BEIJING (AP) -- The contraction in China's manufacturing worsened in March as the global downturn battered trade, data showed Wednesday, and President Hu Jintao said problems due to the crisis are growing as he left for a London economic summit.
The monthly purchasing managers index by brokerage CLSA Asia-Pacific Markets showed manufacturing shrank for an eighth month in March. Based on a survey of some 400 companies, the index fell to 44.8, down from February's 45.1, on a scale where numbers below 50 show activity is shrinking.
"Business conditions at Chinese manufacturers continued to deteriorate at a marked rate in March," Hong Kong-based CLSA said in a statement. It said companies cut more jobs as orders declined.
The data suggested China is still mired in a slump despite a huge government stimulus and optimistic statements by Premier Wen Jiabao and other officials. The central bank said last week the decline appeared to be slowing and data point to a recovery.
Manufacturing, which accounts for about 40 percent of China's economy, has been battered by a collapse in exports and weaker Chinese consumer sales. The government says 20 million migrant laborers have been thrown out of work, and communist leaders worry that further job losses could fuel unrest.
"China's economic difficulties are clearly increasing," Hu told the Xinhua News Agency in an interview before leaving for Thursday's meeting in London of leaders from the Group of 20 major economies to discuss the global crisis.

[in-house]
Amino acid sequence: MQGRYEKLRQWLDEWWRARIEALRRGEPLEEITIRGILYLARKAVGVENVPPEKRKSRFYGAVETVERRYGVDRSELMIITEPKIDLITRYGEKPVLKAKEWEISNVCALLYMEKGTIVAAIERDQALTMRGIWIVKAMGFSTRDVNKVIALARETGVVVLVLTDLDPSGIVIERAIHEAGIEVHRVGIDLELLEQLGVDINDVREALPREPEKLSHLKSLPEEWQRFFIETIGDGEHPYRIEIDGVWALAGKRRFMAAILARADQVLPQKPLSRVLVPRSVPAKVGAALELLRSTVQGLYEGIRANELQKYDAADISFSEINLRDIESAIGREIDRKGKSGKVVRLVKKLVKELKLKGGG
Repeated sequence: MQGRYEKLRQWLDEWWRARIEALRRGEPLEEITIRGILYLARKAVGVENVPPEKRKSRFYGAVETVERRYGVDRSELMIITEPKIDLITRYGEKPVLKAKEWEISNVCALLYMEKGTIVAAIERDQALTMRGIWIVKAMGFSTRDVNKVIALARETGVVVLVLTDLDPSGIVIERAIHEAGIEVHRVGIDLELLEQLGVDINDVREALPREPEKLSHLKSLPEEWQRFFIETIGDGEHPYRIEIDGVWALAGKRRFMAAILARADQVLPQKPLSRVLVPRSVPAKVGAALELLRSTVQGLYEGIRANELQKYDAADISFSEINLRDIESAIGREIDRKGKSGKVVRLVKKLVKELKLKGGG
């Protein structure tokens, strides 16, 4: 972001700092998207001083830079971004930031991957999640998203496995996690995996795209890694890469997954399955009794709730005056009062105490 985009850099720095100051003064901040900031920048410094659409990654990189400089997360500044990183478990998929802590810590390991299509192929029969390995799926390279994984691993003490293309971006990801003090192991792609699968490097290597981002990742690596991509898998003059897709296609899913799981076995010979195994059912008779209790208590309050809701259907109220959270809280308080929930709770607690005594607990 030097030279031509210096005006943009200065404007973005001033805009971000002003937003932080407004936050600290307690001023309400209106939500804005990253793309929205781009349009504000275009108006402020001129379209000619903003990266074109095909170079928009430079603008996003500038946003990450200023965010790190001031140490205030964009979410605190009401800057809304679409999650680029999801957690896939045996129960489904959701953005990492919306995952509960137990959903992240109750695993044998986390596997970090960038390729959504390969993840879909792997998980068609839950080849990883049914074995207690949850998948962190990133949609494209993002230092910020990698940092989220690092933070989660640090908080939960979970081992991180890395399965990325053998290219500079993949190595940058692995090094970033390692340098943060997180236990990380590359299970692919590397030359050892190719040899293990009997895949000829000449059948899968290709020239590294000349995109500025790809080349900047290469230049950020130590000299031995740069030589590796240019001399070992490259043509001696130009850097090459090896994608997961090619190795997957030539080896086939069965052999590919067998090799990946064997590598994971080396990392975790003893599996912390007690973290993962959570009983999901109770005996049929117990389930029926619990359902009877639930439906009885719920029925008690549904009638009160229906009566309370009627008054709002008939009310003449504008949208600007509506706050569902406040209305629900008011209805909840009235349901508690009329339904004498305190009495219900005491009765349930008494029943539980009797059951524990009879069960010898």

"This is mainly shown in declining trade, weakening industrial production, management difficulties in some industries and growing employment troubles," Hu said. He gave no new details on job losses.
Hu was expected to use the London summit to push China's demand for a bigger role in managing the world economy, including a more prominent place in the International Monetary Fund and other finance bodies.
On Tuesday, the Asian Development Bank cut its 2009 growth forecast for China and other developing Asian economies to 3.4 percent from 5.6 percent due to plunging trade. It said China should grow by 7 percent, down from last year's 9 percent.
Also Wednesday, a state newspaper reported that Beijing will send a trade mission to the United States this month ahead of the first meeting of a high-level U.S.-Chinese economic dialogue since President Barrack Obama took office.
The group will visit Washington, Chicago and San Francisco, the China Daily said. It gave no details of which industries might be represented or whether they might sign contracts to buy American goods.
The trip comes ahead of the U.S.-Chinese Strategic Economic Dialogue, a wide-ranging forum held twice a year to address trade and economic disputes. No date has been set but China has said Obama and Chinese President Hu Jintao will discuss the format during this week's G-20 summit in London on the global economic crisis. The last meeting was in December.
Beijing sent similar missions to the United States ahead of past rounds of the dialogue to buy jetliners and other goods in an effort to diffuse trade tensions.
In February, a 200-member delegation delegation of Chinese businesspeople and officials visited Europe and the government says it signed contracts worth more than $13 billion in Britain, Germany, Switzerland and Spain.
A second group followed in March to look at investment opportunities in auto manufacturing, textiles, chemicals, energy conservation and other areas.
Beijing has described the missions as an effort to expand trade at a time when the global financial crisis is fueling protectionist sentiment.